3. The proceedings.

         The commission voted three to two[5] to deny the owner's request to remove the barn. In its first decision, the commission noted that "[t]he streetscape of this area of North Liberty Street has particular historical importance and has been described as iconic," and that although the barn was built between 1972 and 1975, it "has become an important part of the historical context and streetscape of the area." Also, expressing "great concern" and uncertainty about the "potential of a new structure being placed in that space" -- the application did not disclose the owner's plans for the property after removing the barn ---the commission concluded that removal of the barn "would negatively impact the historic character of the neighborhood, the historic value of the existing remaining structure and the streetscape."

         The owner appealed the commission's first decision to the board. The board noted that its review was limited, and that it "must be careful not to substitute its judgment for that of the [commission]." Nonetheless, two members of the board questioned the validity of the commission's determination that removal of the barn would be "detrimental to the public interest," given that it was a relatively recent addition to the property. One board member "questioned the rationale for the decision in light of [the owner's] evidence of numerous other permitted removals of structures which were of allegedly much greater historic significance" than the barn. Town counsel suggested that a closer comparison of the other permitted removals would be necessary to determine whether the denial was arbitrary and capricious. By a vote of four to one, the board issued its first decision, remanding the matter to the commission for a further hearing to consider the "foregoing issues, questions, and comments."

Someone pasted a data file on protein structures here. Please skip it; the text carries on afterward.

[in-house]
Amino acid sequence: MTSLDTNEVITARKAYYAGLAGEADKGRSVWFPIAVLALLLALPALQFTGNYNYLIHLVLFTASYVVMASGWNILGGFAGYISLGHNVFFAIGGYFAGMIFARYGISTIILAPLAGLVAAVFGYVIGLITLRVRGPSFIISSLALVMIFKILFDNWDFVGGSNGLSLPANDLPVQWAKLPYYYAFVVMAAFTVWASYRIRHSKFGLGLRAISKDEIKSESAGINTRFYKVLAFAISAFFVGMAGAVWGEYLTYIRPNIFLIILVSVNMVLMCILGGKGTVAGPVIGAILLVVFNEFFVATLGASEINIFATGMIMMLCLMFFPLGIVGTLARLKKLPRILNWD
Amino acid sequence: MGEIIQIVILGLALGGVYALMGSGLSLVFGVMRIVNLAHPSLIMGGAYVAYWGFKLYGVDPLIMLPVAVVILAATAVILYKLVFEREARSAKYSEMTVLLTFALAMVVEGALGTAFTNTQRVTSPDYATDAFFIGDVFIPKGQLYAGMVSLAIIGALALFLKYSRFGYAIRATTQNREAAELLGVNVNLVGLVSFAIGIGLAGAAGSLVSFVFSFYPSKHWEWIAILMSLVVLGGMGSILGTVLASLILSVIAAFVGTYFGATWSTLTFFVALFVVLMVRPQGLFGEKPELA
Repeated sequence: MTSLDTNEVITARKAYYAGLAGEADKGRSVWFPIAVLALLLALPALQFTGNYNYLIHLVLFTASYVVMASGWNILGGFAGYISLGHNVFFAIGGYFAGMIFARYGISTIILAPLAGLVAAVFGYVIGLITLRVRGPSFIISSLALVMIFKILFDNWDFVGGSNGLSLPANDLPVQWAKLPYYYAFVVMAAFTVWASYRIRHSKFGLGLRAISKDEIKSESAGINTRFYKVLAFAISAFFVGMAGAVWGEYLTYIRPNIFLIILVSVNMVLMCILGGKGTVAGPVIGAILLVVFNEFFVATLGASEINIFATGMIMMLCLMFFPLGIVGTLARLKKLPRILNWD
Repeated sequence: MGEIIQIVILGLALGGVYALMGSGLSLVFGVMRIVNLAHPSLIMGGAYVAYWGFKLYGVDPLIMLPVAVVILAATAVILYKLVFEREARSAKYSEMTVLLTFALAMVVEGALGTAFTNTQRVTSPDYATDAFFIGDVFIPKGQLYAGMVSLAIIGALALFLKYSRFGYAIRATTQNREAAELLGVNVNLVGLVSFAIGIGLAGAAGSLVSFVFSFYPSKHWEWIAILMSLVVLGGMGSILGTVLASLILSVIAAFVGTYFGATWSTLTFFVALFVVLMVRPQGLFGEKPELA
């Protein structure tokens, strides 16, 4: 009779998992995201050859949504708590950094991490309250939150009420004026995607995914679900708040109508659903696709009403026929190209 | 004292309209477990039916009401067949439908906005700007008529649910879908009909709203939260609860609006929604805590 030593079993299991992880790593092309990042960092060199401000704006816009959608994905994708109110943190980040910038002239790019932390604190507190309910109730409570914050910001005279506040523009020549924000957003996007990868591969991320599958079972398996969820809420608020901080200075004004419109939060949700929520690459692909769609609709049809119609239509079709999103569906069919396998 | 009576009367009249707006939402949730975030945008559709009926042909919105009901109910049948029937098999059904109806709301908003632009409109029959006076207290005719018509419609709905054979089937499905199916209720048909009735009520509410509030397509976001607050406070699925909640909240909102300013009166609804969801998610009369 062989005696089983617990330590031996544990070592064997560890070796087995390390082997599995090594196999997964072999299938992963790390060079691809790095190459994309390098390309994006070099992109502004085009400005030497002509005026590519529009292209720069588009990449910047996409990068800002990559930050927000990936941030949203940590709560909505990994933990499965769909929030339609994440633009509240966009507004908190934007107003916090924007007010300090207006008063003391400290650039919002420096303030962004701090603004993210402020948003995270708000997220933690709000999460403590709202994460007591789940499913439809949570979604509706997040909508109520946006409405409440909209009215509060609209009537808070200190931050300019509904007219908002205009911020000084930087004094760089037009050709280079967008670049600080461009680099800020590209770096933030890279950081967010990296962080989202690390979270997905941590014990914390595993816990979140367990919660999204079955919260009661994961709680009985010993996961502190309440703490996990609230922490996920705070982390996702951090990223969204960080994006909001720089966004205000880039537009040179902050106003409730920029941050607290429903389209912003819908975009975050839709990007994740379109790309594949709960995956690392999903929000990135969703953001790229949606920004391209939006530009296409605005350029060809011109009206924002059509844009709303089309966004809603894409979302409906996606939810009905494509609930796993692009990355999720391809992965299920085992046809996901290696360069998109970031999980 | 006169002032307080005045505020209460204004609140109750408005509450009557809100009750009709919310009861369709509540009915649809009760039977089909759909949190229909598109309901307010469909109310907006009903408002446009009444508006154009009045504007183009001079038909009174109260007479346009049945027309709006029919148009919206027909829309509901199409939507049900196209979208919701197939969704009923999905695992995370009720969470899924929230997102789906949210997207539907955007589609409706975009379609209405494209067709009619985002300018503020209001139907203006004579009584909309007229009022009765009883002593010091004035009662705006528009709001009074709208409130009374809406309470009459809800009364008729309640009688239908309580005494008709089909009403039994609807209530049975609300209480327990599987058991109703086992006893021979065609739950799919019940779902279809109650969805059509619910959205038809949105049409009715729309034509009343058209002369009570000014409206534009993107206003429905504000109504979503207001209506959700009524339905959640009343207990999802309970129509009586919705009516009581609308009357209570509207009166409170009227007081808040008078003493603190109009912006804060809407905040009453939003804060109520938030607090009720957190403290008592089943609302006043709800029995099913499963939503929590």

Opposing the remand order, a group of neighbors, including the owners of the parcels abutting and directly across the street from the owner's property, filed a complaint in the Superior Court seeking judicial review of the board's first decision, followed shortly thereafter by an emergency motion to stay proceedings before the commission. A Superior Court judge denied the motion for a stay.

         On remand from the board, the commission, with different participating membership, took an entirely different view of the barn and its relationship to its surroundings. In its second decision, the commission emphasized that the space occupied by the barn had lain vacant for forty to seventy years before the barn was built, providing the neighbors with an unobstructed view of Lily Pond, and that "[a]nother historic structure" had been moved down the street to "open up Lily Pond vistas as an example of historical context for views of Lily Pond in this immediate area." The commission further noted that the two-story barn was not built "in the same style as the original ancillary one-story structure it replaced," but instead was designed in the gambrel style of the adjacent Seth Ray house. The commission also found that the streetscape had been altered many times over the past century, that the barn "has no historically significant architectural value," and that its removal "would not negatively impact the historic character of the neighborhood, the historic value of the significant remaining ...